• RR Marki | 1 Roma Manifest Zurich | printo | Švajco | 2016 | vis_00196_1 Rights held by: Roma Jam Session art Kollektiv | Licensed by: Mustafa Asan | Licensed under: CC-BY-NC-ND 4.0 International | Provided by: Roma Jam Session art Kollektiv – RJSaK (Zurich/Switzerland)
  • RR Marki | 1 Roma Manifest Zurich | printo | Švajco | 2016 | vis_00196_2 Rights held by: Roma Jam Session art Kollektiv | Licensed by: Mustafa Asan | Licensed under: CC-BY-NC-ND 4.0 International | Roma Jam Session art Kollektiv – RJSaK (Zurich/Switzerland)
  • RR Marki | 1 Roma Manifest Zurich | printo | Švajco | 2016 | vis_00196_3 Rights held by: Roma Jam Session art Kollektiv | Licensed by: Mustafa Asan | Licensed under: CC-BY-NC-ND 4.0 International | Provided by: Roma Jam Session art Kollektiv – RJSaK (Zurich/Switzerland)
  • RR Marki | 1 Roma Manifest Zurich | printo | Švajco | 2016 | vis_00196_4 Rights held by: Roma Jam Session art Kollektiv | Licensed by: Mustafa Asan | Licensed under: CC-BY-NC-ND 4.0 International | Provided by: Roma Jam Session art Kollektiv – RJSaK (Zurich/Switzerland)
  • RR Marki | 1 Roma Manifest Zurich | printo | Švajco | 2016 | vis_00196_5 Rights held by: Roma Jam Session art Kollektiv | Licensed by: Mustafa Asan | Licensed under: CC-BY-NC-ND 4.0 International | Provided by: Roma Jam Session art Kollektiv – RJSaK (Zurich/Switzerland)
  • RR Marki | 1 Roma Manifest Zurich | printo | Švajco | 2016 | vis_00196_6 Rights held by: Roma Jam Session art Kollektiv | Licensed by: Mustafa Asan | Licensed under: CC-BY-NC-ND 4.0 International | Provided by: Roma Jam Session art Kollektiv – RJSaK (Zurich/Switzerland)
  • RR Marki | 1 Roma Manifest Zurich | printo | Švajco | 2016 | vis_00196_7 Rights held by: Roma Jam Session art Kollektiv | Licensed by: Mustafa Asan | Licensed under: CC-BY-NC-ND 4.0 International | Provided by: Roma Jam Session art Kollektiv – RJSaK (Zurich/Switzerland)
  • RR Marki | 1 Roma Manifest Zurich | printo | Švajco | 2016 | vis_00196_8 Rights held by: Roma Jam Session art Kollektiv | Licensed by: Mustafa Asan | Licensed under: CC-BY-NC-ND 4.0 International | Provided by: Roma Jam Session art Kollektiv – RJSaK (Zurich/Switzerland)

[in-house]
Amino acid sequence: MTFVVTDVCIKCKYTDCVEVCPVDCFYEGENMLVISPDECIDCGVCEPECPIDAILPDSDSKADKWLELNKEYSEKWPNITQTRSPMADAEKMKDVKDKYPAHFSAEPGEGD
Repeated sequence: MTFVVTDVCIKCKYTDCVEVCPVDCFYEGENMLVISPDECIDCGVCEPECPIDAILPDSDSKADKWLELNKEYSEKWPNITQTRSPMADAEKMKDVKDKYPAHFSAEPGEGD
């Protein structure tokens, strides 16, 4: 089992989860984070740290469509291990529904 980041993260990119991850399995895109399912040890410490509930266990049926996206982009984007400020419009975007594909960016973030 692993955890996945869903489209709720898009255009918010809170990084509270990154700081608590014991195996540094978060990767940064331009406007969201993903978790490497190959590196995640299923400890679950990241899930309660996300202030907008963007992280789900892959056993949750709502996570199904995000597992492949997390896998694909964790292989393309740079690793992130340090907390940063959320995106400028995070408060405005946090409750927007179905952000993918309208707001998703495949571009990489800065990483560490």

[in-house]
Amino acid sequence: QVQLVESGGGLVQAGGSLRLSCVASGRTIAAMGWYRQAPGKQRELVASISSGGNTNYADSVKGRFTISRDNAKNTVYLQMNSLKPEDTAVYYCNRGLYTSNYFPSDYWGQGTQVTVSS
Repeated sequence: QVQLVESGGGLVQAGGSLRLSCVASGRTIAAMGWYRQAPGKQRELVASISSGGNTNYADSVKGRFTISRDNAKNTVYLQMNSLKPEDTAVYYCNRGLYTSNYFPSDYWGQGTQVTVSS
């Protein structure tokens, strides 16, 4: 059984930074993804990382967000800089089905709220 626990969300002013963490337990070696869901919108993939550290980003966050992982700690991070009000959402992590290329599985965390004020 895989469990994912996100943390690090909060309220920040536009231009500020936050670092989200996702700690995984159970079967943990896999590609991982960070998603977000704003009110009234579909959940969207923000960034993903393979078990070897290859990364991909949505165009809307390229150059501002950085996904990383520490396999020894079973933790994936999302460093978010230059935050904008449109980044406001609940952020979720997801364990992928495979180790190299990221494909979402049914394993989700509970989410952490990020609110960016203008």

• RR Marki | 1 Roma Manifest Zurich | printo | Švajco | 2016 | vis_00196_9 Rights held by: Roma Jam Session art Kollektiv | Licensed by: Mustafa Asan | Licensed under: CC-BY-NC-ND 4.0 International | Provided by: Roma Jam Session art Kollektiv – RJSaK (Zurich/Switzerland)
  • RR Marki | 1 Roma Manifest Zurich | printo | Švajco | 2016 | vis_00196_10 Rights held by: Roma Jam Session art Kollektiv | Licensed by: Mustafa Asan | Licensed under: CC-BY-NC-ND 4.0 International | Provided by: Roma Jam Session art Kollektiv – RJSaK (Zurich/Switzerland)

Rewriting art history protocols is therefore as relevant as the legal and political protocols, but of course one cannot be thought without the other because art history cannot be rewritten without systemic societal changes.

This project in the Visual Art section of RomArchive addresses the intertwining of different protocols and the reciprocal systemic relations between different theoretical disciplines, artistic practices and media, and the political, societal and cultural rules which regulate and construct them.

Sead Kazanxhiu | 8 per 8 Prillin 2013 | instalacija | Albanien | 2013 | vis_00198_3 Rights held by: Sead Kazanxhiu | Licensed by: Sead Kazanxhiu | Licensed under: CC-BY-NC-ND 4.0 International | Provided by: Sead Kazanxhiu – Private Archive

Rights held by: Suzana Milveska | Licensed by: Suzana Milveska | Licensed under: CC-BY-NC-ND 4.0 International | Provided by: RomArchive